GENEVA - The United States said it held the highest level direct talks with Iran in three decades on Thursday to try to put to rest Western suspicions Tehran is planning a nuclear bomb.

The significant bilateral conversation took place during talks between Iran and six world powers near Geneva, an official at the talks said. Iran declined to confirm the two-way meeting.

The negotiations outside Geneva, also attended by Britain, France, Germany, Russia and China, took place against a backdrop of renewed international concern prompted by Iran's revelation it has a second uranium enrichment facility.

Washington had said it would not threaten further sanctions against Tehran at the one-day meeting but had prepared them in case the discussions made no progress.

This can't be a phony process, a senior U.S. official said in Washington.

Tehran says its nuclear program is designed purely for generating electricity and had ruled out discussing it, saying the talks should focus on issues like Afghanistan instead.

But a Western diplomat close to the meeting said Iran's nuclear negotiator had touched on it in his opening statement.

A Western diplomat said the issue of the second enrichment facility at Qom had been raised. The West wants Iran to allow immediate U.N. inspections at the plant, which Tehran revealed last week, and give access to documents and employees.

The diplomat said it was not yet clear if the Iranians would compromise on the wider issue of suspending uranium enrichment, as demanded by five U.N. Security Council resolutions.

Iranian state television said later the two sides would meet again this month. There was no immediate confirmation.


Ali Akbar Javanfekr, an adviser to President Mahmoud Ahmadinejad, warned the West against using what he called the logic of force in comments to Reuters.

An Iranian official who declined to be named said Iran wanted the talks to succeed. We want logic to dominate the atmosphere of the talks, the official said.

In Washington, senior Obama administration officials said the United States would not threaten Iran with fresh sanctions.

But one official said the United States has been preparing a range of areas in which to pursue sanctions if Tehran ignores Western entreaties about its nuclear program.

These could be applied through the U.N. Security Council or by individual states. Experts believe they may be targeted at the energy sector.
You're in a much better position to prepare the ground on the pressure track if you have demonstrated unmistakably that you're doing everything you can on the engagement side, one official said.

The meeting at the elegant villa made available by the Swiss for decades to bring foes together was the first time a U.S. official was a full participant in such talks.

Undersecretary of State for Political Affairs William Burns, head of the U.S. delegation, also met Iran's chief nuclear negotiator Saeed Jalili separately, U.S. officials said.

There was a meeting with the Iranians, said Robert Wood, a spokesman for the U.S. State Department.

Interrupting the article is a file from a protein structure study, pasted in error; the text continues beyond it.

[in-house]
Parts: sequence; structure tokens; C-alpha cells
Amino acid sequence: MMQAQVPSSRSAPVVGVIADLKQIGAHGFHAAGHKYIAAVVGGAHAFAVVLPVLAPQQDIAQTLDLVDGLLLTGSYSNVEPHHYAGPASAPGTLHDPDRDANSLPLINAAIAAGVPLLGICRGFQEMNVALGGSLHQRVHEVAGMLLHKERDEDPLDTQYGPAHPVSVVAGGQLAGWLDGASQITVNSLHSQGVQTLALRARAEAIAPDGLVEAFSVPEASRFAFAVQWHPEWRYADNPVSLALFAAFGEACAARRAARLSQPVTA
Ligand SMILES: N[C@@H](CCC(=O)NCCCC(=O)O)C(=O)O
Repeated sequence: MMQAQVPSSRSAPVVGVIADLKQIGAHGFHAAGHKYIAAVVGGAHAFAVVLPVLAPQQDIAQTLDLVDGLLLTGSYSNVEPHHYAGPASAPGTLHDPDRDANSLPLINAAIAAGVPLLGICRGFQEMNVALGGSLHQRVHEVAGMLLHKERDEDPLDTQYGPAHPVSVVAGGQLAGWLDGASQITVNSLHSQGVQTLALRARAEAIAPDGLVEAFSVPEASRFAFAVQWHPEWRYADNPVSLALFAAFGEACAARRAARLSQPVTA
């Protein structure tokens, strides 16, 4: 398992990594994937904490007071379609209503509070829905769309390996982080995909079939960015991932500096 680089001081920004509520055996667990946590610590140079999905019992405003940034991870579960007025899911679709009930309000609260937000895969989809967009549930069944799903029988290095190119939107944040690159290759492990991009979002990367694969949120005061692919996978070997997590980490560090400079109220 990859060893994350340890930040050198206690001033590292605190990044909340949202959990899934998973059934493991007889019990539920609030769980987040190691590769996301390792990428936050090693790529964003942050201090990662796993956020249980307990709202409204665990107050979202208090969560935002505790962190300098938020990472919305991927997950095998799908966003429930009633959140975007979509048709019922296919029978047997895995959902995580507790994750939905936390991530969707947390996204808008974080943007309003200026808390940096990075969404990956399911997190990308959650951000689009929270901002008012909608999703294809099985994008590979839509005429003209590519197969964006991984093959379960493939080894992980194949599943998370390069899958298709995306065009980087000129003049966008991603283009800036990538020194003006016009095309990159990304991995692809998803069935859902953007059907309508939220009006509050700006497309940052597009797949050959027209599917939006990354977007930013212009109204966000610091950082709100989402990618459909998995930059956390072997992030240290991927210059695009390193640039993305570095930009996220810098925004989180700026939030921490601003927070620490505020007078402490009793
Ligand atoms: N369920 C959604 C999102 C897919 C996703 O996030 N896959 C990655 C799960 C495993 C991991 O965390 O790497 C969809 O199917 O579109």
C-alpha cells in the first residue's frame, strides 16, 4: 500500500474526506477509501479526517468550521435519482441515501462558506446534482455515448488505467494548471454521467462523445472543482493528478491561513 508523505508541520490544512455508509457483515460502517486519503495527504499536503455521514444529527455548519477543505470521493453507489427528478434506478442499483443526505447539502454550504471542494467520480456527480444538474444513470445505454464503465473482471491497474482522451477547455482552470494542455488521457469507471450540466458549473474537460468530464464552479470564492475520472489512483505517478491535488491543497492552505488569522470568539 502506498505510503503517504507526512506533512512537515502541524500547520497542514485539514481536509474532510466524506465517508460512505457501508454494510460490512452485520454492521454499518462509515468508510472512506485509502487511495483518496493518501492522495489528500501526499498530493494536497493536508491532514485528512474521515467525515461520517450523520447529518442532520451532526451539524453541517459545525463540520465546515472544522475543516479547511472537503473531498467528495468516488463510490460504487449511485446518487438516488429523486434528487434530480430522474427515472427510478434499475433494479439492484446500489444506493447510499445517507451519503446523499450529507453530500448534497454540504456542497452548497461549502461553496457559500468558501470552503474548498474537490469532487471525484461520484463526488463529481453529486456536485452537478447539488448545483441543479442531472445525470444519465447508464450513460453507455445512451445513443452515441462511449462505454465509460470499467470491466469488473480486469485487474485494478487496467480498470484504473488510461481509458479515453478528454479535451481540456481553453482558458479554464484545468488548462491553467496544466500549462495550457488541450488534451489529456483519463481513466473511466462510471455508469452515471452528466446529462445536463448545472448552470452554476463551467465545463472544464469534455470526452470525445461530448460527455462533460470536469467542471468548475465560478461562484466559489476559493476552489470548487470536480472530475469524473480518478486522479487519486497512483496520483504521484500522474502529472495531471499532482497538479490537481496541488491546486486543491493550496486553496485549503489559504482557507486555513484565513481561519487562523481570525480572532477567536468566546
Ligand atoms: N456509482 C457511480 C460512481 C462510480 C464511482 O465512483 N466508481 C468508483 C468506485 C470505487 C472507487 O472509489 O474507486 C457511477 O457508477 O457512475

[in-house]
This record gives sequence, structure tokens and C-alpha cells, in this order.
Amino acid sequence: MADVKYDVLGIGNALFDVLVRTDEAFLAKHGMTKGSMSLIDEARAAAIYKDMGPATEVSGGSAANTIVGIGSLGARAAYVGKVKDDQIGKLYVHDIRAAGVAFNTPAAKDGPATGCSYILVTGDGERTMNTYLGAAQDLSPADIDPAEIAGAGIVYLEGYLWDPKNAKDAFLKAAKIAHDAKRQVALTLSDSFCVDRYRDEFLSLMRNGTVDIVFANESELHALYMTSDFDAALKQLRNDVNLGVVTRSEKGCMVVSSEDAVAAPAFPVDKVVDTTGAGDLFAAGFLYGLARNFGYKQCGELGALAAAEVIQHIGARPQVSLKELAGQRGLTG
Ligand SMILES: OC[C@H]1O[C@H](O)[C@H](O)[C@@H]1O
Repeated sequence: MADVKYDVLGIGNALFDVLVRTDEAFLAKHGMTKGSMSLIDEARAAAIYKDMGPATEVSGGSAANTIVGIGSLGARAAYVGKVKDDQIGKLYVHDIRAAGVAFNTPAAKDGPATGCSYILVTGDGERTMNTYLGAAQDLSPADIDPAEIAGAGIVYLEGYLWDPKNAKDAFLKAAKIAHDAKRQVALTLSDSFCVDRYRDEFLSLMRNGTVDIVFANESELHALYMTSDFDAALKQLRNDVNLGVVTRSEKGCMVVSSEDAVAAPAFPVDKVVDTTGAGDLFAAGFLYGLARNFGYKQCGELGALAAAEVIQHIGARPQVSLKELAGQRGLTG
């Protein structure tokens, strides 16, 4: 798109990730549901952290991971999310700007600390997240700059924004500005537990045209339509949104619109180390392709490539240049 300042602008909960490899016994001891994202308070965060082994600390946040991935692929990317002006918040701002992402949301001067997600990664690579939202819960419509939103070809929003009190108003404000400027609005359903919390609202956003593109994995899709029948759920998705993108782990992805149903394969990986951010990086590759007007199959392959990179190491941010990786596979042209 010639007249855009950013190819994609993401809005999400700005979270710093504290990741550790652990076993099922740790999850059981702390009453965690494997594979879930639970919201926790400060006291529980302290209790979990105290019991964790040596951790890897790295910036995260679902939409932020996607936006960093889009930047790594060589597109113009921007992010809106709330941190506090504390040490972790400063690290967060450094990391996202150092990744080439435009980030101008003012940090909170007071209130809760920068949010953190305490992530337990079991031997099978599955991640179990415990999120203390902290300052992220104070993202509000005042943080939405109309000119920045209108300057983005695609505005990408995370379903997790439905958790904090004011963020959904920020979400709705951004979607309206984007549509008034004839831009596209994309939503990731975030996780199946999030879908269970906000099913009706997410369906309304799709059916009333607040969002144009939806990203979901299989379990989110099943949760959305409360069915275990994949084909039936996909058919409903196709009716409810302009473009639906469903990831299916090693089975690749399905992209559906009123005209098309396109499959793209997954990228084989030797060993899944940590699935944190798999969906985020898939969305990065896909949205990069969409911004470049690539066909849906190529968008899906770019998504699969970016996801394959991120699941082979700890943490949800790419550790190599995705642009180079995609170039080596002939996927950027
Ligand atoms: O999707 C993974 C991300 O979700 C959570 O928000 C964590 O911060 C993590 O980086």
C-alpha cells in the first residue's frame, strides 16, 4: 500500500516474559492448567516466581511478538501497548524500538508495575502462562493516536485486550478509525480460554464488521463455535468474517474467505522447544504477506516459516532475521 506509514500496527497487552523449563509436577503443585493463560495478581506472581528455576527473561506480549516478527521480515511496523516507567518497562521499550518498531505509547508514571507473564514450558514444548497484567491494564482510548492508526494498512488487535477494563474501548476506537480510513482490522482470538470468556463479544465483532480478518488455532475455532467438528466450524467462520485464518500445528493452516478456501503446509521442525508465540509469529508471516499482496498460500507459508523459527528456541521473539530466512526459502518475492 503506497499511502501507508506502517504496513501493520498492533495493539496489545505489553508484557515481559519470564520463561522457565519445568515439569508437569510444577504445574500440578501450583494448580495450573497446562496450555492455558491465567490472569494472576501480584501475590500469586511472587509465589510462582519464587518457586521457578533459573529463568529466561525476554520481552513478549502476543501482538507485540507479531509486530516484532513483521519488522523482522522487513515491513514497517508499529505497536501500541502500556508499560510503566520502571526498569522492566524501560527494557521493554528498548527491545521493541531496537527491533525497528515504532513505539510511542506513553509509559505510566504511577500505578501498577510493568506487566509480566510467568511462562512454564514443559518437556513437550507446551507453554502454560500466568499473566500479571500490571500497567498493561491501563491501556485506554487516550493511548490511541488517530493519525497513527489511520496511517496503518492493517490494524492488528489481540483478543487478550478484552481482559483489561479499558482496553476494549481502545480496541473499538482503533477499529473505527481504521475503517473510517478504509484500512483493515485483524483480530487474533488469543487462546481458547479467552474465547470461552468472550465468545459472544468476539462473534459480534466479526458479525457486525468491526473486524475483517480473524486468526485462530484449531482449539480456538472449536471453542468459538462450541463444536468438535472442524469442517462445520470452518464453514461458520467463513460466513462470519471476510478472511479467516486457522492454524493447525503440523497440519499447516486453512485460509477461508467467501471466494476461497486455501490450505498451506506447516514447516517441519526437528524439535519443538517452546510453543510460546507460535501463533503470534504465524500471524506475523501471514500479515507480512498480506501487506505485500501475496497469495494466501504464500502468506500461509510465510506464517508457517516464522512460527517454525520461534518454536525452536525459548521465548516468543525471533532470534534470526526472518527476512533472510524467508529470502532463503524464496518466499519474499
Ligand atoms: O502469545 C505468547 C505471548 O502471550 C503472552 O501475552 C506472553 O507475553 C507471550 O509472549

They were the highest level U.S.-Iran talks in nearly 30 years. At a similar meeting in Geneva in 2008 Burns left the room to avoid having to shake hands with Jalili, according to diplomats at those talks.

Washington severed relations with Tehran in 1980 during a hostage crisis in the wake of Iran's Islamic Revolution.

The administration of former President George W. Bush reluctantly began to take part in multilateral talks with Iran toward the end of his presidency. President Barack Obama, Bush's successor, has said he wants to improve U.S.-Iranian ties but Tehran has reacted coolly to his overtures.


Professor Mohammad Marandi, head of North American studies at Tehran university, said the Iranians expected the six powers to accept it had a right to a nuclear program.

Iranian President Mahmoud Ahmadinejad said in New York last week his delegation would ask at the Geneva meeting that Iran be allowed to buy enriched uranium for medical purposes from the United States or any other country prepared to sell it.

A U.S. official said Washington would make clear that it was not prepared to sell Iran any uranium.

The Western powers also want to gauge Russian and Chinese reaction to last week's announcement that Tehran had been concealing the uranium enrichment plant at Qom. Western diplomats said Moscow and Beijing seemed to share their concern.

The Russians and Chinese don't want a nuclear-armed Iran, a Western diplomat told Reuters. They've made that clear.

NATO Secretary-General Anders Fogh Rasmussen said in London he hoped Iran realized it had to abandon its nuclear plans.

Recent events including the fact that Iran had not declared the existence of a nuclear site testifies to the importance of this issue and stresses the need for an increased international, political and diplomatic pressure on Iran, he told reporters.

The senior U.S. official said Thursday's talks could not be an open-ended process or talks just for the sake of talks, but that the issue was likely to need more than one meeting.
Iran's English-language Press TV said later: Iran and the 5+1 (powers) agree to hold talks again before the end of October. It did not give a source. Obama has said he wants progress before the end of the year.

(Additional reporting by Parisa Hafezi and Stephanie Nebehay in Geneva, Steve Holland in Washington, Fredrik Dahl in Tehran and Jonathan Saul in London; writing by Philippa Fletcher; editing by Dominic Evans)